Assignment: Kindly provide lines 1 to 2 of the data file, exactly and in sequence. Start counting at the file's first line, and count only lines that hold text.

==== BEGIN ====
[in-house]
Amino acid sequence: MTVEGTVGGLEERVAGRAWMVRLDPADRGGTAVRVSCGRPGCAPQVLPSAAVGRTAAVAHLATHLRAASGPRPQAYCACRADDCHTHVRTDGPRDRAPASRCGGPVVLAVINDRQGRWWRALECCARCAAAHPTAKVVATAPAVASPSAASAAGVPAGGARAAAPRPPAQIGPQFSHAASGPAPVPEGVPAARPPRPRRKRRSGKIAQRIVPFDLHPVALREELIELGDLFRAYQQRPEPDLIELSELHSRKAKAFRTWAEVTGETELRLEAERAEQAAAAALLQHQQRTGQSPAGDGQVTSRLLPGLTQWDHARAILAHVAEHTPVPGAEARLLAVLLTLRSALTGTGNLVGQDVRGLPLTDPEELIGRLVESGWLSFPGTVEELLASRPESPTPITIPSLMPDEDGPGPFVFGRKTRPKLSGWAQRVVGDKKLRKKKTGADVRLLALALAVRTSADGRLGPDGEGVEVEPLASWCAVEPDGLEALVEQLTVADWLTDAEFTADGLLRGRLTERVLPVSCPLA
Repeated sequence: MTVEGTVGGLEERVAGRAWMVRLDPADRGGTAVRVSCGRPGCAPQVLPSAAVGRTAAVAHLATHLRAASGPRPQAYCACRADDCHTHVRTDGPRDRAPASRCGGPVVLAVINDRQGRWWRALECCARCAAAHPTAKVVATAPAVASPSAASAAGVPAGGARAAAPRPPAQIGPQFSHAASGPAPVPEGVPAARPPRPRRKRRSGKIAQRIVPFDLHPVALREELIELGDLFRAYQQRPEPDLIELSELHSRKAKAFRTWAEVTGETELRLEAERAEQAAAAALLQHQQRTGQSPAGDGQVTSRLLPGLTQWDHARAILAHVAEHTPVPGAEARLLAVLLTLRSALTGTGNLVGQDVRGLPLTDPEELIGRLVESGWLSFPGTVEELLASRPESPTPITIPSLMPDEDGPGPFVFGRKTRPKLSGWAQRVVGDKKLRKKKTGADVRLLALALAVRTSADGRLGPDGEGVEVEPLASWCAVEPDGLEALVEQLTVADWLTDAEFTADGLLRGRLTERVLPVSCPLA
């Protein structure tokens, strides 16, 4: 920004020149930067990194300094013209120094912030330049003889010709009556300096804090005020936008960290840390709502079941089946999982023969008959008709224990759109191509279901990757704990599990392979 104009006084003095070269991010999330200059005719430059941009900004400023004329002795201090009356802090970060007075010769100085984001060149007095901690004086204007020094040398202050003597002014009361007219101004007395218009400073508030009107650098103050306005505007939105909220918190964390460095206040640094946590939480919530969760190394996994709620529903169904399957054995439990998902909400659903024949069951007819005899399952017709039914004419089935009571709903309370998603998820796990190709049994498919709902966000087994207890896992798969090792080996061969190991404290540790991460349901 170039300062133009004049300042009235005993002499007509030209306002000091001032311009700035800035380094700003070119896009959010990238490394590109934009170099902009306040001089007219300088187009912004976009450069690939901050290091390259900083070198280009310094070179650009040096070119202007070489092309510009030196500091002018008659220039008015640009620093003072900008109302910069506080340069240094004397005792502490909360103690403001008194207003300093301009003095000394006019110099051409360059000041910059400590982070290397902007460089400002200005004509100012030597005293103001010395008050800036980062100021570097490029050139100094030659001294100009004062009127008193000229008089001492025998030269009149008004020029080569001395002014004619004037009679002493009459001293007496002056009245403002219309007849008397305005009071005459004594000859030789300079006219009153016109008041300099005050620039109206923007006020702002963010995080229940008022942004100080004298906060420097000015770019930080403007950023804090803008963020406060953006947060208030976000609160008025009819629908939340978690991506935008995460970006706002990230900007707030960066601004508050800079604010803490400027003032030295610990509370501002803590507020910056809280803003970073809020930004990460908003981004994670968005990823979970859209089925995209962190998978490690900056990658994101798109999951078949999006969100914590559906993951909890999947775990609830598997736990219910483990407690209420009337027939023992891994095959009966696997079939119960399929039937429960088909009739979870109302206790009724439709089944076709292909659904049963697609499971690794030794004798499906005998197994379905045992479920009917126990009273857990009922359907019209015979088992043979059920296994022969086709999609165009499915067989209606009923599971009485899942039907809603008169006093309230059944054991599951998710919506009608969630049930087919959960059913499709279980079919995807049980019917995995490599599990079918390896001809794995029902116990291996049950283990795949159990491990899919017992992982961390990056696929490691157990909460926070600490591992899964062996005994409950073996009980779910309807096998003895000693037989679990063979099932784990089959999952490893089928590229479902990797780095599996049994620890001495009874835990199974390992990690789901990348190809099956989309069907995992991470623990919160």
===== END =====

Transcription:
[in-house]
Amino acid sequence: MTVEGTVGGLEERVAGRAWMVRLDPADRGGTAVRVSCGRPGCAPQVLPSAAVGRTAAVAHLATHLRAASGPRPQAYCACRADDCHTHVRTDGPRDRAPASRCGGPVVLAVINDRQGRWWRALECCARCAAAHPTAKVVATAPAVASPSAASAAGVPAGGARAAAPRPPAQIGPQFSHAASGPAPVPEGVPAARPPRPRRKRRSGKIAQRIVPFDLHPVALREELIELGDLFRAYQQRPEPDLIELSELHSRKAKAFRTWAEVTGETELRLEAERAEQAAAAALLQHQQRTGQSPAGDGQVTSRLLPGLTQWDHARAILAHVAEHTPVPGAEARLLAVLLTLRSALTGTGNLVGQDVRGLPLTDPEELIGRLVESGWLSFPGTVEELLASRPESPTPITIPSLMPDEDGPGPFVFGRKTRPKLSGWAQRVVGDKKLRKKKTGADVRLLALALAVRTSADGRLGPDGEGVEVEPLASWCAVEPDGLEALVEQLTVADWLTDAEFTADGLLRGRLTERVLPVSCPLA